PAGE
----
Side-chaning compression is widely used in modern music mixing. Essentially, the compression filter on one track is "side chained" to the output of another track. The compressor on track A then only compresses (becomes active) when there is sound from track B. Side-chaning to the drum track, especially the kick is very important to give the drums that big punch. Whenever the drum beats, the side-chanied track gets compressed, making in sound quieter and less full so that the drum sounds big and powerful in comparison. In this song, I believe everything is side-chanied to the drums.

    TL;DR I just explained some music fx that make things in my song sound more awesome. Also learn to EQ a voice.

  • @B3Guy What does it mean to "EQ (equalize) a human voice"? And what do you mean by "to make pockets for that voice in the mix"?

    I ask because you've got some world class skills here. Does this apply to movies or is this mostly done for songs?

    Thanks. Listened a 2nd time with MDR-7506 headphones...this sounds great. Well done. Real champ stuff. Somehow reminded me of the movie Drive.

  • My face when you mentioned Drive :-D

    Love that film, it is what got me on to this music genre in the first place.

    And yes, it will sound best with headphones.

    Equalizing a voice ABSOLUTELY applies to movies. The basics are:

    1. Apply a multi-band parametric equalizer
    2. Pick one band, and turn its dB all the way up and its Q-factor all the way up (usually 10, it will look like a sharp spike, not a gentle hump)
    3. Play the track and sweep the frequency of this band back and forth over the spectrum. You will hear it making a small slice of the audio much louder than the rest.
    4. Now the IMPORTANT PART. You aren't just sweeping the band frequency up and down willy-nilly for kicks and giggles. You're actually trying to FIND something: the plosives. Plosives are those hard sounds in a person's speech: "P"s, "T"s, "S"s, "K"s, etc. Sweep the frequency around until you find the spot where it makes the plosives very loud, then leave the frequency for that band right there.
    5. Now that you have found the exact frequency of the plosives with your surgical audio spike, you can turn the Q and dB back down a bit so that it makes a nice little mound instead of a drastic spike.
    6. Pick a different band and make another spike as before, except this time, find the vowels. Be careful, just below the vowels is a muted, boomy bass end to a person's voice, you don't want that, you want the clearer vowel area just a bit higher.
    7. Soften the second band to a nice mound like you did the first.
    8. And that's the tricky part, finding the vowels and plosives, and making little hills to increase their volume. After that, it's really an adjust-to-taste thing. You may find it helps to take a third band and make a little valley in between your two nice little hills. You may find that one hill needs to be taller, or shorter, or wider. You may want to use the high cut band to chop off the top of the EQ after the plosives band, and/or it may be good to use the low cut band to chop off some boomy bass sounds below the vowel band.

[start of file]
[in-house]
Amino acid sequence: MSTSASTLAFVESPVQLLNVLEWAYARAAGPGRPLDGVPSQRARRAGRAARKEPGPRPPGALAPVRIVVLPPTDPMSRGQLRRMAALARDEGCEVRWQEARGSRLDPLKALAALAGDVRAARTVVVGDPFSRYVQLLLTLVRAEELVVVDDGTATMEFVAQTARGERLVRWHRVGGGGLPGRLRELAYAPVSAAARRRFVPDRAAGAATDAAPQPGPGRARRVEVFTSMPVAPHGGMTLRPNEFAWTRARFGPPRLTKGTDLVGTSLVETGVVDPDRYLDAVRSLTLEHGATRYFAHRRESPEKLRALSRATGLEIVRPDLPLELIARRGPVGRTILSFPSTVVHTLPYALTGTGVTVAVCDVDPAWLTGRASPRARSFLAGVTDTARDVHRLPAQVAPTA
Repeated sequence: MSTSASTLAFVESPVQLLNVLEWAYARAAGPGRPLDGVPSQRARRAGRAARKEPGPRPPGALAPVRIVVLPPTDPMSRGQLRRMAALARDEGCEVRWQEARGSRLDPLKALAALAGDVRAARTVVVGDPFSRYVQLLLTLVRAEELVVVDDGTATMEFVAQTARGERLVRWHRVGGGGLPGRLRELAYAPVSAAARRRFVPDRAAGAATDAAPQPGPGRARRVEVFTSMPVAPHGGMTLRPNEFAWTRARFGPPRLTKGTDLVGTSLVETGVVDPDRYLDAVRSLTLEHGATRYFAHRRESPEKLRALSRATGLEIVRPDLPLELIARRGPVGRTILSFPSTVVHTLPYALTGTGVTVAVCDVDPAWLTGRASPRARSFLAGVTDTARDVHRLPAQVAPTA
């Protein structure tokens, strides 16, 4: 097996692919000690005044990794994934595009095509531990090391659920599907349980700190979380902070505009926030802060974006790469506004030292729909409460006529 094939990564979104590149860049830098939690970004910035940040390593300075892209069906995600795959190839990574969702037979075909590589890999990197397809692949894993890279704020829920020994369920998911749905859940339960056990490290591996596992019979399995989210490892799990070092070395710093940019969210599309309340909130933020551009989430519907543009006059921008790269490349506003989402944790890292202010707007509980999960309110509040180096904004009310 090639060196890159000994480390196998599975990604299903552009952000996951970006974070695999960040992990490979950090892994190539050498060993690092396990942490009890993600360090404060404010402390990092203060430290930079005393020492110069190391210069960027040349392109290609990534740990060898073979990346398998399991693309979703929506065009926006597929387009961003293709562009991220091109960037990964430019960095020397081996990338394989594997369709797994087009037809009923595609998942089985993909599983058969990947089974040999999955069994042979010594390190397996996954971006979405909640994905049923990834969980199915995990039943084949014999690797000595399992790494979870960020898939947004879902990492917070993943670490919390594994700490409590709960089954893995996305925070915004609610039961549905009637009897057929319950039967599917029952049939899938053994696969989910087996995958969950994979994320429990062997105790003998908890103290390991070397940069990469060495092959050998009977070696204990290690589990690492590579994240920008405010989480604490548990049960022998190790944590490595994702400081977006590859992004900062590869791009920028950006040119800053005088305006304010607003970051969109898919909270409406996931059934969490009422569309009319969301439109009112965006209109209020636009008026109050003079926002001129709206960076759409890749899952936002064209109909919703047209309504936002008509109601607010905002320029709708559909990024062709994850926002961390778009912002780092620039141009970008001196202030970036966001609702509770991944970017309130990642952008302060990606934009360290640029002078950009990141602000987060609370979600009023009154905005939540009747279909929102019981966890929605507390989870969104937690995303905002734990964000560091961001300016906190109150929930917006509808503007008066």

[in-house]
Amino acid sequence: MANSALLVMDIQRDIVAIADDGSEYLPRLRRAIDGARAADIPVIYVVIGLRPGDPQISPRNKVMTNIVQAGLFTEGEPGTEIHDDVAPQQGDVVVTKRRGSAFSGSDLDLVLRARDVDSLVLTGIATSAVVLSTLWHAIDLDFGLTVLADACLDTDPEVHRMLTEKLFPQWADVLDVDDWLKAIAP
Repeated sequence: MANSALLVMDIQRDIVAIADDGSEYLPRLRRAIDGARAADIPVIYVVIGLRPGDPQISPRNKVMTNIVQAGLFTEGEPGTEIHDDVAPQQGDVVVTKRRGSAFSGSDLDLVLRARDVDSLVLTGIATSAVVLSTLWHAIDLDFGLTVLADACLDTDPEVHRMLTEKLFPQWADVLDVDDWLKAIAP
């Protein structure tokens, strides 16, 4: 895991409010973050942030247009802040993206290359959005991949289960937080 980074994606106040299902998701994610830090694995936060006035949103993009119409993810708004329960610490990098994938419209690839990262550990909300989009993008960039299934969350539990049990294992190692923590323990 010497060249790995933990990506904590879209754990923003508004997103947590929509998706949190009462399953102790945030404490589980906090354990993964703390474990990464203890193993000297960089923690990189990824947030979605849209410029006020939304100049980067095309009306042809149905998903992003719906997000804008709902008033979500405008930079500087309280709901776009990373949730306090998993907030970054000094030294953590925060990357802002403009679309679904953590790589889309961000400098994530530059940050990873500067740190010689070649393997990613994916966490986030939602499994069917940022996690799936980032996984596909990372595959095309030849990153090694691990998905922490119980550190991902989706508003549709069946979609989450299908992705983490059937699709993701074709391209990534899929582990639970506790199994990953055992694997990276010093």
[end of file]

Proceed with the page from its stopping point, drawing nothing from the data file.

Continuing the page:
Maybe I'll make a tutorial sometime.

    Edit: and concerning "Sonic Pockets" for the voice in the mix,, I'm not sure I can divulge that juicy little tidbit, but maybe you can guess where the pockets go and what they are for after that vocal EQ description ;-)

  • @B3Guy This is phenomenal info. I will be trying out these steps. A tutorial would be great and most apprecieated by eveyone on this forum I'm sure. Let me know if you have any music on iTunes or anywhere else for sale...will definitely check it out and pass on to friends. BTW forwarded this song to a friend of mine...she said it reminded her of BladeRunner. You're talented.

  • @B3Guy "...Surely you know EQed . . . equalizer?"

    Yeah, but most of that other terminology or trying to visualize what you mean with "bus" or what "tape delay" really does for you, "side chain compressed"...that's all magic to me. I still don't really picture what it's doing in my head where most complex visual methods for picture manipulation are pretty easy to pick up by comparison. Just how I'm wired I guess.

    So, just know I was being complimentary because I regard audio and music a much more difficult subject to master. Going through some of the online ColorGHear docs at one point Shian references what's necessary to restore "true black" to DSLR footage like the GH2. The precise offset in Levels of your black point by -.07 undoes that broadcast convention baked-in that's largely an anachronistic hold-over from broadcast NTSC and kinda stupid if you ask me.

    But that's info I'm like, "oh, of course, that makes sense" where so many other grading tutorials feature people just arbitrarily pushing their stuff around by eye (if they acknowledge the incoming broadcast range in the first place). That's the kinda stuff that just clicks moving forward but I rarely have those same levels of "ah, I see, good to know," sorta moments with anything audio related. I'm betting you can hear a piece of raw audio and don't have to just play with it and poke around to get it to sound good. There's specific techniques and part of the recorded audio spectrum that need to be manipulated in some way to account for how humans hear to make it more pleasing or to impart some kind of emotional register that aren't accidental, the same way there are known techniques involving angle, color, lighting direction, scale, etc.

    Demonstrating ability in both of these areas really sorta pisses me off ;)

    There isn't any part of the process, from a visual, technical or even logistical standpoint to movie making that intimidates me like audio. The skills someone has to master to take raw audio and make it sound "like a movie" is really cool.

  • See, none of Shian's stuff has clicked for me yet. I don't get it. I just watch my histogram really close when I shoot and use the peaking to make sure I'm not blowing anything out, then I watch the histogram carefully when I grade to ensure I don't crush the blacks or blow anything out. Shian seems to love using the light meter, but the histogram as I see it is a more complete representation of what the camera "sees". I know Shian spent a lot of time developing those GHears and that they do specific things, but he's not very good at explaining what a particular GHear is doing or why he chooses to use it in a specific situation. Part of it may be that I haven't actually used GHears yet. If I did that, I could dissect the GHears for myself and figure out what each of them is doing. I think Shian should make a video explaining/dissecting a couple of his main GHears and their usefulness/applications. That'd go a long way towards differentiating his GHears from other "looks"-based systems (a differentiation that many still seem skeptical about).